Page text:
Authors: John A. Gowan
In this deeply thoughtful, informative, and rewarding book, Laughlin, a physics Nobel laureate (1998), discusses the emergence of natural law from organizational/collective principles in nature and in various phases of matter - as in (among many other and more exotic examples) the familiar shift from the laws of crystalline order to those of hydrodynamics and finally to the gas laws, as ice melts to water and water evaporates to vapor. He is at pains to point out that most of the phenomena in our daily lives are produced by the higher-level emergent principles and laws of phase organization due to the collective action of vast myriads of atomic constituents whose individual properties count for very little in the final social milieu - and not just because an individual atom is only one among many, but because totally different organizational principles are at work in the different phases of bulk matter, in contrast to those operating between small numbers of individual particles: for example, the quantum behavior of atoms vs the Newtonian behavior of bowling balls. Laughlin raises the question: which laws are the more fundamental - the quantum laws of the individual atoms, or the emergent laws of the collective? Although he identifies this as a semantic distinction that cannot be definitively answered, as a practical matter of survival (in biology), he comes down in favor of the collective.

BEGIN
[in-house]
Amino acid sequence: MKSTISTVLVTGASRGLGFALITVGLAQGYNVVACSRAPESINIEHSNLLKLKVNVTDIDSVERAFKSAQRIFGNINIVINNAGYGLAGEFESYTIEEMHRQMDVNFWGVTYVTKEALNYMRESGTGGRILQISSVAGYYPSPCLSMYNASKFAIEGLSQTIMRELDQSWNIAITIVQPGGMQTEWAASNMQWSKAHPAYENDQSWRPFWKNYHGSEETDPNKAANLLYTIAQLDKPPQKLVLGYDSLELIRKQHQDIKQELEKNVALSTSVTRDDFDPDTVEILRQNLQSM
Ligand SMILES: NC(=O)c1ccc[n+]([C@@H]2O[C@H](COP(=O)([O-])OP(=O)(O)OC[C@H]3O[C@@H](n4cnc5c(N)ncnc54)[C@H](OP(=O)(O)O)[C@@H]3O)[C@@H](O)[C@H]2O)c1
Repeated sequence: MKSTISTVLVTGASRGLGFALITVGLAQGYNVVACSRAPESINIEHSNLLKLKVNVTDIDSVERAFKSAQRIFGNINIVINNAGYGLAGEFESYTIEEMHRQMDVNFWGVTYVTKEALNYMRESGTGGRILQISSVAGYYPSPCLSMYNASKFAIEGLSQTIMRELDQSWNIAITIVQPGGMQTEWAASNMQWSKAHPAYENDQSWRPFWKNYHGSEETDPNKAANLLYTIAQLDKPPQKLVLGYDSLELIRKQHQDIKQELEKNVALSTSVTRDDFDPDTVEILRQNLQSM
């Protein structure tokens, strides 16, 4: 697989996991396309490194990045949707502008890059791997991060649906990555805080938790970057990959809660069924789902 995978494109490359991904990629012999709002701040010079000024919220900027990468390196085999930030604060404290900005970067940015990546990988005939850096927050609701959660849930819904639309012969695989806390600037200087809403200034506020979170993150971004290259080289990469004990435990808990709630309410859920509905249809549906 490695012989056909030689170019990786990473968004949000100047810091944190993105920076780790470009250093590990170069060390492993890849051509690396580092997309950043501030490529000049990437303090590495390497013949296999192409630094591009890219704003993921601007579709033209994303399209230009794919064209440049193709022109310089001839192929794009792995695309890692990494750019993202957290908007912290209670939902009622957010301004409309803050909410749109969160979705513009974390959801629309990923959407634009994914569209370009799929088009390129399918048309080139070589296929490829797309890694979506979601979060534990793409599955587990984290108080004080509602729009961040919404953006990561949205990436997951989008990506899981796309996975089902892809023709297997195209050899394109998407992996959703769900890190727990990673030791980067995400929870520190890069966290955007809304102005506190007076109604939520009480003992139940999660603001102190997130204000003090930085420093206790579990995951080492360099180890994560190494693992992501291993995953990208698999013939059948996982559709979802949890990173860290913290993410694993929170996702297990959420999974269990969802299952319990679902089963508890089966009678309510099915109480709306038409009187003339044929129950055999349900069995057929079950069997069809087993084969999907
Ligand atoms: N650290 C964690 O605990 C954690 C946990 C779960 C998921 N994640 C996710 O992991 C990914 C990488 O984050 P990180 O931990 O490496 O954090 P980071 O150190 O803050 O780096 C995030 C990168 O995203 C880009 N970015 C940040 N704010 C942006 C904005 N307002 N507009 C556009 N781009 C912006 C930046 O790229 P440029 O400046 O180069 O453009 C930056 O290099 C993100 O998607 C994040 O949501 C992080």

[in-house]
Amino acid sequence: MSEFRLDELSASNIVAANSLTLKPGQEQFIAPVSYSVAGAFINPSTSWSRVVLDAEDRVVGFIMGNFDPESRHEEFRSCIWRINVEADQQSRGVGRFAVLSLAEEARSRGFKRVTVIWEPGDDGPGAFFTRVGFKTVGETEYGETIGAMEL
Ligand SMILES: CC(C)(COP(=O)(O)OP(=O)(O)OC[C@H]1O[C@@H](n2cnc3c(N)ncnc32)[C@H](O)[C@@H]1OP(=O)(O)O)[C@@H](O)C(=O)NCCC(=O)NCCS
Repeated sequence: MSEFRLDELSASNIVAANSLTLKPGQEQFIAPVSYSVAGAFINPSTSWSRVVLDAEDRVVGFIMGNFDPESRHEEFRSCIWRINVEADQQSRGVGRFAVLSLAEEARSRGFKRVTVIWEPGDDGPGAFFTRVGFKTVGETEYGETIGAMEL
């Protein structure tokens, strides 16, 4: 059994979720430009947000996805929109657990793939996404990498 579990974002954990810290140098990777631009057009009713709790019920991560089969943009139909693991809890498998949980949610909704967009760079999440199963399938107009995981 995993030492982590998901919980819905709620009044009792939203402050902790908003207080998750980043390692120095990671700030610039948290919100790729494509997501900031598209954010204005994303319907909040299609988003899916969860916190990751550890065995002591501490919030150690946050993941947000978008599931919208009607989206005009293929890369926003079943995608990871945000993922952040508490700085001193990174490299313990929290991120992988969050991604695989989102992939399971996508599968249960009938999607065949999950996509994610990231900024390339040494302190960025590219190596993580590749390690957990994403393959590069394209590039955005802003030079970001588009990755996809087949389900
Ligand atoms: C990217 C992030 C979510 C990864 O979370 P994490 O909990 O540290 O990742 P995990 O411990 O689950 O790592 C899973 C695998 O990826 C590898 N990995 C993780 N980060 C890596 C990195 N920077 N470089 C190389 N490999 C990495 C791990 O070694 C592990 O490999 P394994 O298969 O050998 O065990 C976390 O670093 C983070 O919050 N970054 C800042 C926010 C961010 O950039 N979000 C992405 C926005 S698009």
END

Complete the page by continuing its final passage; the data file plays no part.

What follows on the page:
Comments: 8 Pages. numerous small changes
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